Once again proving his value to the US Senate, the (frequently mentioned today) Honorable Zell Miller was one of the few Democrats to break the party line and vote against making Iraq pay us back for reconstruction.
Why is this a bad idea? The question came up weeks ago at FreeSpeech:
Here's a reason: we have no authority to impose the demand.That still stands. On whom are we imposing this demand? Who in Iraq has the authority to indebt the Iraqi people? The Coalition Provisional Authority? Are we promising ourselves to pay back the money out of their revenue? That is called theft, not debt repayment.
International agreements like this require a treaty. Even in the case of war reparations, which are enforced upon a successor government (e.g. those required of the Weimar Republic by the Treaty of Versailles), have to be agreed upon by treaty. Congress has no authority to legislate for the Iraqi government.
A law passed by the US Congress requiring a future Iraqi government to pay us money is an empty law. It would be like Congress passing a law requiring France to disband--it has no authority, no standing to make the law. Congress could make a law requiring the President to pursue negotiations with the future Iraqi government toward getting our money back, but the Iraqi government--when it is constituted--shall be sovereign and may negotiate or not as it wills.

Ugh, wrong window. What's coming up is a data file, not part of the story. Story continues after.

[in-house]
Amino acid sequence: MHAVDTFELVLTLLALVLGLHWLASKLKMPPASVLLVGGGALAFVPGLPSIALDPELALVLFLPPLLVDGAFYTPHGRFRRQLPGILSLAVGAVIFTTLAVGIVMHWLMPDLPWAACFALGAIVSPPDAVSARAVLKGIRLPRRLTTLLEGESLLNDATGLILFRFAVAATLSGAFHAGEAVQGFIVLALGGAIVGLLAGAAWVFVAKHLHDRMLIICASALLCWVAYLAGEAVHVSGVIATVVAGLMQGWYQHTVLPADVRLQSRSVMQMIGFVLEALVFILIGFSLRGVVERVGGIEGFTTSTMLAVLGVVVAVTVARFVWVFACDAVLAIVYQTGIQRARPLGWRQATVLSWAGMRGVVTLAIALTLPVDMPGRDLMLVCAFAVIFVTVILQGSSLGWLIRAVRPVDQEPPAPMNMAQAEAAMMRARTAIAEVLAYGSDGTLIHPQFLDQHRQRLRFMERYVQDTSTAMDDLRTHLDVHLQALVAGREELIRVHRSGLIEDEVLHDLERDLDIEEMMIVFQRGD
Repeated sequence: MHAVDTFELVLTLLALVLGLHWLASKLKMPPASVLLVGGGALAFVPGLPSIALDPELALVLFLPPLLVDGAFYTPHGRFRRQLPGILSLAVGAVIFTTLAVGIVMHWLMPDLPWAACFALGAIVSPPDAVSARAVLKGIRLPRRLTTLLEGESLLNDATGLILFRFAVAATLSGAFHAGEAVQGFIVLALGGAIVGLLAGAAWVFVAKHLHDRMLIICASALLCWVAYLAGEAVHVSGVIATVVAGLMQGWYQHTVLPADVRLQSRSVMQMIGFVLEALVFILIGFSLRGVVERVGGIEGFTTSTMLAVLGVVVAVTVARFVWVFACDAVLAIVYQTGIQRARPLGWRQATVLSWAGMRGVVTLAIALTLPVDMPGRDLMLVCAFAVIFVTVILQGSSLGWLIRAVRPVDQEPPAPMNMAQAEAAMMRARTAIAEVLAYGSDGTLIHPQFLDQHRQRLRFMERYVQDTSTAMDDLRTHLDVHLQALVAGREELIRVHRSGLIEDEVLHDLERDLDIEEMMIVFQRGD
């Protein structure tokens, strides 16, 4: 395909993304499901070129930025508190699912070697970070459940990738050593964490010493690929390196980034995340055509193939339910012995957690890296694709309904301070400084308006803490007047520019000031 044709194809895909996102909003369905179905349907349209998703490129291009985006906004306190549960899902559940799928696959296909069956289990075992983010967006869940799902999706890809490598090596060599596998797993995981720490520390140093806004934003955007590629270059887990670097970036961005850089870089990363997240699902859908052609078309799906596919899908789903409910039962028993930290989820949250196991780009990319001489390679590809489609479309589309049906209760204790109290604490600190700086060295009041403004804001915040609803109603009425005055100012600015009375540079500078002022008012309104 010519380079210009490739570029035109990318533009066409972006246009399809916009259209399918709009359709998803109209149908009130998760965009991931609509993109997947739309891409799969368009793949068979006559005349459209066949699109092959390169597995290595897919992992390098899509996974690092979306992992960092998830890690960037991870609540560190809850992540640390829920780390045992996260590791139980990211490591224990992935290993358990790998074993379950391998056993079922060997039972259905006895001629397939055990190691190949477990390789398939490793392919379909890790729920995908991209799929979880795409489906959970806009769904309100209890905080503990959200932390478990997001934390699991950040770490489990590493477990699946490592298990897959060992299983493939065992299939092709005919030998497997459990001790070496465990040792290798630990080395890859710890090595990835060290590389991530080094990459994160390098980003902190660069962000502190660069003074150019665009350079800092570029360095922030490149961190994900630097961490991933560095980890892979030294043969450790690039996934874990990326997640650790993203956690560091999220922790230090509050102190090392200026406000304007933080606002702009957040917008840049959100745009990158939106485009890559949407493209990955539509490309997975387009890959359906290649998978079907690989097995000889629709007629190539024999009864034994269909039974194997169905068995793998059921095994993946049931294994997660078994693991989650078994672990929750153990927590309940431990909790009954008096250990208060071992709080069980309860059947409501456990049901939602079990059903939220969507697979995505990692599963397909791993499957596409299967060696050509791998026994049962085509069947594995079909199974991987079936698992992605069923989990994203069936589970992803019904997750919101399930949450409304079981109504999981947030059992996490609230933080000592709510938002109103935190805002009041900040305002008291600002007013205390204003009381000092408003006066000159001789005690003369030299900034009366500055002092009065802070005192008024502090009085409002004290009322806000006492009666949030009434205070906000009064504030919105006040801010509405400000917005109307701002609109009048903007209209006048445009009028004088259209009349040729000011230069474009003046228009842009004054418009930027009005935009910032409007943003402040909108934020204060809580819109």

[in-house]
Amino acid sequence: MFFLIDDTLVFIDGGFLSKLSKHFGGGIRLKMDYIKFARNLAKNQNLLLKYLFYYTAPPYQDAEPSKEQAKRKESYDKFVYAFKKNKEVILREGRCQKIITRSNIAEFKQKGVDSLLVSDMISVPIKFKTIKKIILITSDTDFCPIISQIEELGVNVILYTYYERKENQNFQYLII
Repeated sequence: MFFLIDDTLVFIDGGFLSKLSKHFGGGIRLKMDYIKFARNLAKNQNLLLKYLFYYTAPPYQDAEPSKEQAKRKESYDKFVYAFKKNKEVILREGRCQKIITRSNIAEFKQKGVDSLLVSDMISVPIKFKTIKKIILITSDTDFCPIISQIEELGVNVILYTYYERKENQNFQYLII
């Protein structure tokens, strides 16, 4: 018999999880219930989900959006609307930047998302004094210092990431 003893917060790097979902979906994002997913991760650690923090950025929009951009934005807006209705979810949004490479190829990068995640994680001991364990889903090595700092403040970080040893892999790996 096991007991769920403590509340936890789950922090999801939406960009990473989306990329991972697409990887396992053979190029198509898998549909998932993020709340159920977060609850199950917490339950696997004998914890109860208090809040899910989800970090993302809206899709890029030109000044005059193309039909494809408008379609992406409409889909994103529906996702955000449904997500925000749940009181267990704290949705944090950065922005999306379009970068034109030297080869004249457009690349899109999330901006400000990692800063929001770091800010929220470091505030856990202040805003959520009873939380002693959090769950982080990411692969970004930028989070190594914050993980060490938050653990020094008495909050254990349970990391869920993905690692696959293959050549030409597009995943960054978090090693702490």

Of course, in the real world, we could use the presence of troops and the threat of sanctions to force them to sign. That isn't how you build a free society, though, or a friendly one. If Iraq is to be free, it must be free. If it is to be an ally, it must be treated as a friend.
Or is it the Iraqi Governing Council? Are we giving them that kind of authority, before there is a constitution, before there have been elections? Why then have we been fighting the French at the UN over the issue of who is in charge?
This plan is dishonorable, illegal, and ill-considered. Shame on the Senate.